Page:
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Foreign Policy Coherence and Aid: More of the Same

In recent years, CIDA has been cited as one of the poorest international performers in fragmentation and policy coherence.  In 2008 Canada ranked as the second worst bilateral donor (following Germany) in terms of fragmentation in aid programming. Similar studies have shown that Canada ranks in the bottom 20th percentile for aid fragmentation amongst the largest 40 bilateral and multilateral donors.

One of the key challenges that historically threatened the coherence of Canadian aid policy was the inability of CIDA to focus on specific priority countries and sectors.  Over the past decade, Canada has shown some improvements towards focusing aid spending, with aid concentration in priority countries (as a percentage of total bilateral aid) trending upward, peaking at 47% in 2010.  However, in 2011, that number fell to 39%, roughly half of what the target was expected to be.  With the remainder of bilateral funding spread between 126 additional bilateral recipients, efforts to reduce fragmentation through channeling more aid to fewer priority recipients appear to have been limited by CIDA’s continued allocation of a large proportion of aid funds beyond the stated priority recipients; it will be interesting to see whether these numbers change over the next few years.

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Dangerous game of ‘diaspora politics’ is here to stay

As originally posted on columnist Natalie Brender recently argued that Prime Minister Stephen Harper’s decision to boycott the Commonwealth Heads of Government Meeting (CHOGM) in Sri Lanka this November is because of that country’s deteriorating human rights and governance record. Harper’s purpose, she claims, is “to convey principled condemnation of what’s happening to human rights and democracy in Sri Lanka” in a challenge to our claim that this is more obviously pandering to the Tamil diaspora in order to win votes.

She then went on to state that sometimes “Ottawa’s foreign policy decision-making is logically inexplicable except by reference to a diaspora community’s pressure and votes” and that “those cases of egregious pandering to diaspora communities are not the rule in Canada’s foreign policy-making – neither with the Harper government nor with previous ones.”

We could not disagree more. Whether one calls it “pandering to specific groups,” “diaspora politics” or “creative statecraft,” it is much more frequent than Brender thinks and it is also not going away anytime soon because of the political incentive structures shaped by Canada’s demographic trends.

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The New Deal’s fragility trap

As originally published on March 6, 2013 at

The so-called New Deal for international engagement in fragile states is intended to be an innovative model of partnership between fragile and conflict-affected countries and their development partners from the Development Assistance Committee at the OECD.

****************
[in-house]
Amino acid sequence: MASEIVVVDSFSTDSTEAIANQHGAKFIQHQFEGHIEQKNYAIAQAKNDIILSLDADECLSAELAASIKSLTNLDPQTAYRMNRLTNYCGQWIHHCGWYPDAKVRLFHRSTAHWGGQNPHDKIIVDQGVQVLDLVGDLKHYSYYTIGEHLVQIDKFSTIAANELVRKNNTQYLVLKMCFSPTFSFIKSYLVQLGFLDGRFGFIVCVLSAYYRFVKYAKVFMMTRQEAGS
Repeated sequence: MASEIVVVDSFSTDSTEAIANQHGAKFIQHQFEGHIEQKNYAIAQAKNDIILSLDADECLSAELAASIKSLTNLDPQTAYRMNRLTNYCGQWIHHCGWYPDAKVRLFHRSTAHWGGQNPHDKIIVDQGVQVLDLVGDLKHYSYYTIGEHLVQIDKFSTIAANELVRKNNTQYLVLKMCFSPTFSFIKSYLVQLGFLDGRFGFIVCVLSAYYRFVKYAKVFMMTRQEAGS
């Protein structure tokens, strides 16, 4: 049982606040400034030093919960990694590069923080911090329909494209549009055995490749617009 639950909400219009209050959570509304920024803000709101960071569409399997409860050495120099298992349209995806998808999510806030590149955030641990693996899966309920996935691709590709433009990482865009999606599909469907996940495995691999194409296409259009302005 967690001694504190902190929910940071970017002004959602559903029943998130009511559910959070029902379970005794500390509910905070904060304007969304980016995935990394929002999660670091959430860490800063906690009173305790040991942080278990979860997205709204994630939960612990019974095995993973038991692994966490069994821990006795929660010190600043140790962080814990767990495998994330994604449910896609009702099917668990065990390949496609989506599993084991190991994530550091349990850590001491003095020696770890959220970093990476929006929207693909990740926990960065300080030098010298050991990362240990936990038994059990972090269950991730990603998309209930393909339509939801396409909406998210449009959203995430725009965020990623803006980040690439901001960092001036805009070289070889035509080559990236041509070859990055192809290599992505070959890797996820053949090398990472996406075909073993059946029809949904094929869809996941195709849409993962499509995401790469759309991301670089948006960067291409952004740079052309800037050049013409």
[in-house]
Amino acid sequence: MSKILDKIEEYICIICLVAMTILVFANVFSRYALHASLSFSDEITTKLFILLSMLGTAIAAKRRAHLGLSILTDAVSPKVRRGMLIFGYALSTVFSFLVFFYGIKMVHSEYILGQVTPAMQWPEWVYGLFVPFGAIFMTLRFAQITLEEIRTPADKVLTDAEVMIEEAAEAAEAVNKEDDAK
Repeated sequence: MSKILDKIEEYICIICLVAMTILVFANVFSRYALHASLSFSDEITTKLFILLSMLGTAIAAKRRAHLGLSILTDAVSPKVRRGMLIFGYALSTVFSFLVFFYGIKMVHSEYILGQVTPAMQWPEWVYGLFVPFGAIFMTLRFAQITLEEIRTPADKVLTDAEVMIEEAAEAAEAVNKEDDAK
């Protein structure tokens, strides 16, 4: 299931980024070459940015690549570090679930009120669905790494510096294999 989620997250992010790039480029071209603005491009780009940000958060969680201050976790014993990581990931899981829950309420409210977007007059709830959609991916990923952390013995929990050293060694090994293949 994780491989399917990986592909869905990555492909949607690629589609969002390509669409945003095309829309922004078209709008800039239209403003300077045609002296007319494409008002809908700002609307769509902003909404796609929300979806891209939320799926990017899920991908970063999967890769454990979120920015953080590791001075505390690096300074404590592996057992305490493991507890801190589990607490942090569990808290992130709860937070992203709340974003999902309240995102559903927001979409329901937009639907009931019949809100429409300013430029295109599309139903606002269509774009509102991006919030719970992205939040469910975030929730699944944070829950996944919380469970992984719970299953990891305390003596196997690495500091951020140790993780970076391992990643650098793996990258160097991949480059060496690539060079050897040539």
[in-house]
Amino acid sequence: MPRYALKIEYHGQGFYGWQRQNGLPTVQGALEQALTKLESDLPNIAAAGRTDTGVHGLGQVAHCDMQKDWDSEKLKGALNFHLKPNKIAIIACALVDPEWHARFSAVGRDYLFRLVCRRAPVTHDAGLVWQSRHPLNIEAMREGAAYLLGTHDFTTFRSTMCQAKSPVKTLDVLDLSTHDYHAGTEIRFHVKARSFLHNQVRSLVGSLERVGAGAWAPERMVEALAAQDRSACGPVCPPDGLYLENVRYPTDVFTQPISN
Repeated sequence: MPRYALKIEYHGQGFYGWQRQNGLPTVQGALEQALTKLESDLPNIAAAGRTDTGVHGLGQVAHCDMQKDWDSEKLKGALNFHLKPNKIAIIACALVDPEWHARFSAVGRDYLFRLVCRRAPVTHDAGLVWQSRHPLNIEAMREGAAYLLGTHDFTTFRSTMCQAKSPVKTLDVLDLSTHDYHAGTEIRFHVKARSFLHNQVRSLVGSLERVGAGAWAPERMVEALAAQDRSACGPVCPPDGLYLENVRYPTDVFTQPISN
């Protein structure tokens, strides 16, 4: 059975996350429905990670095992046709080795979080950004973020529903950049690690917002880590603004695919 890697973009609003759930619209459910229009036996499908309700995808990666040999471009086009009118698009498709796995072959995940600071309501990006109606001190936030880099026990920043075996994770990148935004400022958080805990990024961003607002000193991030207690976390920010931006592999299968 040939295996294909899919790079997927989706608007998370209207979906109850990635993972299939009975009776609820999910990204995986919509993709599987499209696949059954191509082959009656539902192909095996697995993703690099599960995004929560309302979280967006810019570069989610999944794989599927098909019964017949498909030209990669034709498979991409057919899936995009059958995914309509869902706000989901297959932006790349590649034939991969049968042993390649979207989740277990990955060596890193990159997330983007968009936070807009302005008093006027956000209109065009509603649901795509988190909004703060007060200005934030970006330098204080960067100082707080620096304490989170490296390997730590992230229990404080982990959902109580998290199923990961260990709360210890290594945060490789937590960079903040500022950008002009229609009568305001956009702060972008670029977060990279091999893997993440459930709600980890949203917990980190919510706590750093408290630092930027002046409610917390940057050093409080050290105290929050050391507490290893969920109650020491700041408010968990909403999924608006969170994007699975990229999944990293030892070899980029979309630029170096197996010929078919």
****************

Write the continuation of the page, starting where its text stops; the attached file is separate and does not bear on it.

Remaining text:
Signed by 40 countries, including Canada, the deal sets out five peacebuilding and statebuilding goals for rescuing failed and fragile states: legitimate politics; justice; security; economic foundations; and revenues and services. These are all based on principles of country leadership rather than the dictates of the donor community.

The key distinguishing feature of the New Deal is country ownership of the policy process. This change is perhaps a reflection of donor desperation and geo-strategic realities.

Handing over some of the responsibility for decision making to the leaders of failed and fragile states may be smart politics, but is it smart development policy? Perhaps the decision reflects greater confidence in these failed and fragile states. After all, a number of them such as Sierra Leone and Liberia have managed to achieve economic and political gains over the last five years.

But for places that are still lacking in effective authority, legitimacy, and capacity, will the New Deal work as planned, or is it destined to take its place alongside other notable policy disappointments such as the New Partnership for Africa’s Development, and the Millenium Development Goals?

Our 10-year research initiative evaluating changes in fragile states performance over time is well-suited to provide some preliminary answers to that question. For those countries mired at the bottom of the fragility spectrum, we argue there are few reasons to be optimistic about their likelihood of significant improvement in the short run.

But if a focused effective outcome is to be met, it will be important that an independent evidenced-based capability be implemented to monitor their progress over time.

There are several reasons for that conclusion. First, among the worst-performing countries in our rankings are those that have signed up for the New Deal, including the Democratic Republic of Congo, Chad, Afghanistan, Burundi, and Somalia. The fact that none of these countries are on target to meet any of their MDGs by 2015 is telling. In evaluating our data over a 10-year period we have found that many of these New Deal partners are part of a group of failed and fragile states that are perpetually stuck in a fragility trap.

These are countries that show little indication of lifting themselves out of their political, economic and social malaise, are some of the biggest recipients of our aid dollars, and—despite being resource rich—in some cases have the lowest GDP-per-capita scores in the world.